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Electrical conductivity

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Complex conductivity

To analyze the conductivity of materials exposed to alternating electric fields, it is necessary to treat conductivity as a complex number (or as a matrix of complex numbers, in the case of anisotropic materials mentioned above) called the admittivity. This method is used in applications such as electrical impedance tomography, a type of industrial and medical imaging. Admittivity is the sum of a real component called the conductivity and an imaginary component called the susceptivity.2

An alternative description of the response to alternating currents uses a real (but frequency-dependent) conductivity, along with a real permittivity. The larger the conductivity is, the more quickly the alternating-current signal is absorbed by the material (i.e., the more opaque the material is). For details, see Mathematical descriptions of opacity.

Temperature dependence

Electrical conductivity is strongly dependent on temperature. In metals, electrical conductivity decreases with increasing temperature, whereas in semiconductors, electrical conductivity increases with increasing temperature. Over a limited temperature range, the electrical conductivity can be approximated as being directly proportional to temperature. In order to compare electrical conductivity measurements at different temperatures, they need to be standardized to a common temperature. This dependence is often expressed as a slope in the conductivity-vs-temperature graph, and can be used:

where

σT' is the electrical conductivity at a common temperature, T'
σT is the electrical conductivity at a measured temperature, T
α is the temperature compensation slope of the material,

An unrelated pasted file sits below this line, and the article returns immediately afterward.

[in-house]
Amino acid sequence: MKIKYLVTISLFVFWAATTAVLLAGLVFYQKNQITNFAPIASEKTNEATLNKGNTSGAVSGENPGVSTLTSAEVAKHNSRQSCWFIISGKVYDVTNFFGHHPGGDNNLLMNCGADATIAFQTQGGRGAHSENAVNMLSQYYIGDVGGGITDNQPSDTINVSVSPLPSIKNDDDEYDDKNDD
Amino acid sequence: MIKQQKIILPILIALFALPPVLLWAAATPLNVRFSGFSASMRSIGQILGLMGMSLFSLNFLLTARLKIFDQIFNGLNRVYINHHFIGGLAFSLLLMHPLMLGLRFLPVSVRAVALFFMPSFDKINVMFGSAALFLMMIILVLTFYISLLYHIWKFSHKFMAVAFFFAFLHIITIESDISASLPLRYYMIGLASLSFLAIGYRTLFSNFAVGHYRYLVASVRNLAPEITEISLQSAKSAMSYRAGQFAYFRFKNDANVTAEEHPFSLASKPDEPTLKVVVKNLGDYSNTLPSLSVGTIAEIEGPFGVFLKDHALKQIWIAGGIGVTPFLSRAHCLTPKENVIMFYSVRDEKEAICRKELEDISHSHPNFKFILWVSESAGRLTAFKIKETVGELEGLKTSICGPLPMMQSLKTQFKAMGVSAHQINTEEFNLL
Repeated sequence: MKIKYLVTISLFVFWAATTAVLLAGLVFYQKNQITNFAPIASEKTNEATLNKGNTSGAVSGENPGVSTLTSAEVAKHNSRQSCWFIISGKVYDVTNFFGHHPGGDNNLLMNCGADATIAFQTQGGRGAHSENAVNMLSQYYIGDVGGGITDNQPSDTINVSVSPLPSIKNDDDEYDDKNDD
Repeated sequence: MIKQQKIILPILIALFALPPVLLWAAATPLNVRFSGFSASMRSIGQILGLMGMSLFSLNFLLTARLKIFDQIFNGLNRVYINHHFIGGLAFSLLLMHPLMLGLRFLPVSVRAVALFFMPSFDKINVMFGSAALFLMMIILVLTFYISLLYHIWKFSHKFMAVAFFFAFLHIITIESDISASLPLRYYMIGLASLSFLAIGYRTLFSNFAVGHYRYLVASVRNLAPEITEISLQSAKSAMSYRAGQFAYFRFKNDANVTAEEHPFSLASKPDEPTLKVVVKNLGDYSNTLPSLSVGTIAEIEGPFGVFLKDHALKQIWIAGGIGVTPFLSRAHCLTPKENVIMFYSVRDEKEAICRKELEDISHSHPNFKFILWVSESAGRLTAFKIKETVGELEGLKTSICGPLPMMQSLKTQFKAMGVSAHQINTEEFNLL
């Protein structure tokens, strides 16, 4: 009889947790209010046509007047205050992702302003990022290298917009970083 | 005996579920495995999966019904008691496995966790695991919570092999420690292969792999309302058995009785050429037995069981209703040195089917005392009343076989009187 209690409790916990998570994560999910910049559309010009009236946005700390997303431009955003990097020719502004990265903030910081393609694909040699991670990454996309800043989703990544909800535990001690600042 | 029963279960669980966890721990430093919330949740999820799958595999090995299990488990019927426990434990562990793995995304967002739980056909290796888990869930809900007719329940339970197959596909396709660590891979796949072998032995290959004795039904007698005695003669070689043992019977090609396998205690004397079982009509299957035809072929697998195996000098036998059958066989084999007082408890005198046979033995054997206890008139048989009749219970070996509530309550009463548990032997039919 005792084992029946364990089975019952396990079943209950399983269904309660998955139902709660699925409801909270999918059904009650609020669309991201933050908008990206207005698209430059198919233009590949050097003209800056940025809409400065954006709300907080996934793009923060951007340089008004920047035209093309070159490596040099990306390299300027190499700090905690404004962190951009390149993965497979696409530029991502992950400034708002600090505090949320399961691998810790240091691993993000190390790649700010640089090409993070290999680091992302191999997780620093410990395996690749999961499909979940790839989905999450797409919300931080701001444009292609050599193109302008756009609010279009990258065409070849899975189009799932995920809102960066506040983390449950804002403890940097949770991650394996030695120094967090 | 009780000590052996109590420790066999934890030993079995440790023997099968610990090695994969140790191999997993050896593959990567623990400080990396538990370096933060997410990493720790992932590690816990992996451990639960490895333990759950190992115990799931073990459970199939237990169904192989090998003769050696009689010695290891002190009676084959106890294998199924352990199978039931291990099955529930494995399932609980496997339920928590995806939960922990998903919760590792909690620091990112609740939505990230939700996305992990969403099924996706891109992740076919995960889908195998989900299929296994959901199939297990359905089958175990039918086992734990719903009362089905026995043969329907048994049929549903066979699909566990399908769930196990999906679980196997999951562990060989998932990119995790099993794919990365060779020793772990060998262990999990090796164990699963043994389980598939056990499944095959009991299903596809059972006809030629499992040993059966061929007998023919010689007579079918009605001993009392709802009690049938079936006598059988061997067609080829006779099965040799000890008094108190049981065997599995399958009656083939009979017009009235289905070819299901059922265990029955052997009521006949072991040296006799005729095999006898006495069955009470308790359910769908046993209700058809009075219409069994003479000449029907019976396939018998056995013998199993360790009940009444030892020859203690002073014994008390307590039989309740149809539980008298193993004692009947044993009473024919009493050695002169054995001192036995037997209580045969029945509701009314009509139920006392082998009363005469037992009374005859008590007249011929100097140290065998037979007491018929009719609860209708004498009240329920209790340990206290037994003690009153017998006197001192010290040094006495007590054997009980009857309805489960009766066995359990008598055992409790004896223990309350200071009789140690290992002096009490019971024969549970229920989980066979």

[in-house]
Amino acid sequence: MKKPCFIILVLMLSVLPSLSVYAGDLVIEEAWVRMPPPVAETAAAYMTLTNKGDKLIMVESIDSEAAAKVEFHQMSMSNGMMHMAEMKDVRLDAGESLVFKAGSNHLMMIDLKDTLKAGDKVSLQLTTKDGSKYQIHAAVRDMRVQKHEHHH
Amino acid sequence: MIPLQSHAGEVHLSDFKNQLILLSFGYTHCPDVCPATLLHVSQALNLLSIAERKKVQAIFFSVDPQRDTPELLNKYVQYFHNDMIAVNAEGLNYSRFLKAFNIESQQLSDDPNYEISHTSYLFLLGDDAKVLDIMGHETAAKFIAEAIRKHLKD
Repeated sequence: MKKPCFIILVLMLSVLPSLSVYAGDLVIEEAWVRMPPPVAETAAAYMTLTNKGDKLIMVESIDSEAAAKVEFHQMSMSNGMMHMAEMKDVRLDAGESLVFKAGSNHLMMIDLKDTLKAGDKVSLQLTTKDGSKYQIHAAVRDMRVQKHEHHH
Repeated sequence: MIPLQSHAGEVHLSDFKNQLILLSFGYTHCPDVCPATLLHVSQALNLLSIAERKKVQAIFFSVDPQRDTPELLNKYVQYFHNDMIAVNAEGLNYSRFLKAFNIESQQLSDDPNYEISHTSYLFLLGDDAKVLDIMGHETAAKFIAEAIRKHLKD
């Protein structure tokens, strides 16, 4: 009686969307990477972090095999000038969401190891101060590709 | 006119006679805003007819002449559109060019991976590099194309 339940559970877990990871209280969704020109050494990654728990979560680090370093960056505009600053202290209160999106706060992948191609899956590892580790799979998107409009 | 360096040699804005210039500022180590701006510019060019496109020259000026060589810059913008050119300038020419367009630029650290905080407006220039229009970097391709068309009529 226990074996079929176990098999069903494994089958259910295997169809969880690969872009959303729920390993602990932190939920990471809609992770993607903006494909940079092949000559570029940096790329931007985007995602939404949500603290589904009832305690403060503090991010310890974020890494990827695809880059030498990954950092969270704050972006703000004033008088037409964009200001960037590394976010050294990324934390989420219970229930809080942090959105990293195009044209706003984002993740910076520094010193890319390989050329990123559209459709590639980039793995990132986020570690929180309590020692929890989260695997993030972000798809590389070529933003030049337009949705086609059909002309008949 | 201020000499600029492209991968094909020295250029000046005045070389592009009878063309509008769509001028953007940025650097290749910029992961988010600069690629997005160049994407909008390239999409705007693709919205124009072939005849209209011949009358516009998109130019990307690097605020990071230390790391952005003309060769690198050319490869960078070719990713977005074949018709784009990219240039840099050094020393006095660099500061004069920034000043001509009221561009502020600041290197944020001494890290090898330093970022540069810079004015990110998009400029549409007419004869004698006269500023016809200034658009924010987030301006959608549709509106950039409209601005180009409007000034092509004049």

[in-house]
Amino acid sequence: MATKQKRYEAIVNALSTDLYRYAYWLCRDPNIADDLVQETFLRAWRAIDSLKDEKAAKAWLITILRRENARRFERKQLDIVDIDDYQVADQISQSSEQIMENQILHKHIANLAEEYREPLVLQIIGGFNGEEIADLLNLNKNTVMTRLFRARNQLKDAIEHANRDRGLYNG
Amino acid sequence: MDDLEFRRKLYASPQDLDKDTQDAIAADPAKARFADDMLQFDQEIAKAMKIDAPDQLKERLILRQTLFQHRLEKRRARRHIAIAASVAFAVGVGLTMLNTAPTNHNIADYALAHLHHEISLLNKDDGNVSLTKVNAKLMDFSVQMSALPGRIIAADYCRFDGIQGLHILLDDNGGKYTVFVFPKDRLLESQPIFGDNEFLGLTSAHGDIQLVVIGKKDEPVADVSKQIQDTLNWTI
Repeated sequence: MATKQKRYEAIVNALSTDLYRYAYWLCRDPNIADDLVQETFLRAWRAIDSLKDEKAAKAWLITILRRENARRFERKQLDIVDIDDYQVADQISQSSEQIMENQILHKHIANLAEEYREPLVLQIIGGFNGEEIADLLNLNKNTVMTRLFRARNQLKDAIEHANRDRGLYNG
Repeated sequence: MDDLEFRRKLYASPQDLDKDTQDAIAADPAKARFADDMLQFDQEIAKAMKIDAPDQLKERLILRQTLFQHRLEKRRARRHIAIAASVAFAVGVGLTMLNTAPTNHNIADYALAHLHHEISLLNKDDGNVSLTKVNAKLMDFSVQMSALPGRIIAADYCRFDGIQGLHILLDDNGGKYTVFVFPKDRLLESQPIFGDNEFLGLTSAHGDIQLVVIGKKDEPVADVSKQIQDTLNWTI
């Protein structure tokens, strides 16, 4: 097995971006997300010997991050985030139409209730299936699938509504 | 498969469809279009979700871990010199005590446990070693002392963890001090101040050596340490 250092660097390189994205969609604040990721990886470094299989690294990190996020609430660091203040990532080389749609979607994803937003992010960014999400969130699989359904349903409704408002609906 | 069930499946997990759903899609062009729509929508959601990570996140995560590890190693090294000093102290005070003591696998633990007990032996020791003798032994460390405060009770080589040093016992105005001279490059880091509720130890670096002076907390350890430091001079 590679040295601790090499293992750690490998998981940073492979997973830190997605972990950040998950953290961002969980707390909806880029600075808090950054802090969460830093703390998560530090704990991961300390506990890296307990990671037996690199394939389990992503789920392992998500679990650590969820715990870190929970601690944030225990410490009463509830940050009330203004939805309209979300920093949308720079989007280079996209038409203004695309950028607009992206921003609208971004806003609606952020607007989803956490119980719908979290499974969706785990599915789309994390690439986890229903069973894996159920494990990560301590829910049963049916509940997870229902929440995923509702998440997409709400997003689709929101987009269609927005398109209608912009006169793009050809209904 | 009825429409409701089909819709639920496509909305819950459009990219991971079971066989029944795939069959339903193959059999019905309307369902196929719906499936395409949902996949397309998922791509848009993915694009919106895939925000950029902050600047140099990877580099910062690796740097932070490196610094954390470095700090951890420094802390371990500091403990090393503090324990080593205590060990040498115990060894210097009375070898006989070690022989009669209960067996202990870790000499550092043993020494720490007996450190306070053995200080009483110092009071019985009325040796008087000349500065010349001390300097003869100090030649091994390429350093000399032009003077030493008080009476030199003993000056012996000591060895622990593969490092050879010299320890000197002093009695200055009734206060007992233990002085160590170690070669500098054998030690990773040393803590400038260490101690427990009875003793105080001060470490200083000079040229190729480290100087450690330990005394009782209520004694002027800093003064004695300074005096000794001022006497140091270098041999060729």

T is the measured absolute temperature,
T' is the common temperature.

The temperature compensation slope for most naturally occurring waters is about two %/°C, however it can range between (one to three) %/°C. This slope is influenced by the geochemistry, and can be easily determined in a laboratory.

At extremely low temperatures (not far from absolute zero K), a few materials have been found to exhibit very high electrical conductivity in a phenomenon called superconductivity.

See also

Notes

  1. 1.0 1.1 See J. Phys. Chem. B 2005, 109, 1231-1238 In particular page 1235. Note that values in this paper are given in S/cm, not S/m, which differs by a factor of 100. Retrieved September 25, 2008.
  2. ↑ Otto H. Schmitt, Mutual Impedivity Spectrometry and the Feasibility of its Incorporation into Tissue-Diagnostic Anatomical Reconstruction and Multivariate Time-Coherent Physiological Measurements University of Minnesota. Retrieved September 25, 2008.

References

  • Giancoli, Douglas. 2007. Physics for Scientists and Engineers, with Modern Physics (Chapters 1-37), 4th ed. Mastering Physics Series. Upper Saddle River, NJ: Prentice Hall. ISBN 978-0136139263
  • Maini, A.K. 1997. Electronics and Communications Simplified, 9th ed. New Delhi: Khanna Publishers.
  • Plonus, Martin. 2001. Electronics and Communications for Scientists and Engineers. San Diego: Harcourt/Academic Press. ISBN 0125330847
  • Tipler, Paul Allen, and Gene Mosca. 2004. Physics for Scientists and Engineers, Volume 2: Electricity and Magnetism, Light, Modern Physics, 5th ed. New York: W.H. Freeman. ISBN 0716708108

External links

All links retrieved September 18, 2017.

  • Measurement of the Electrical Conductivity of Glass Melts Measurement Techniques, Definitions, Electrical conductivity Calculation from the Glass Composition
  • Periodic Table of Elements Sorted by Electrical Conductivity

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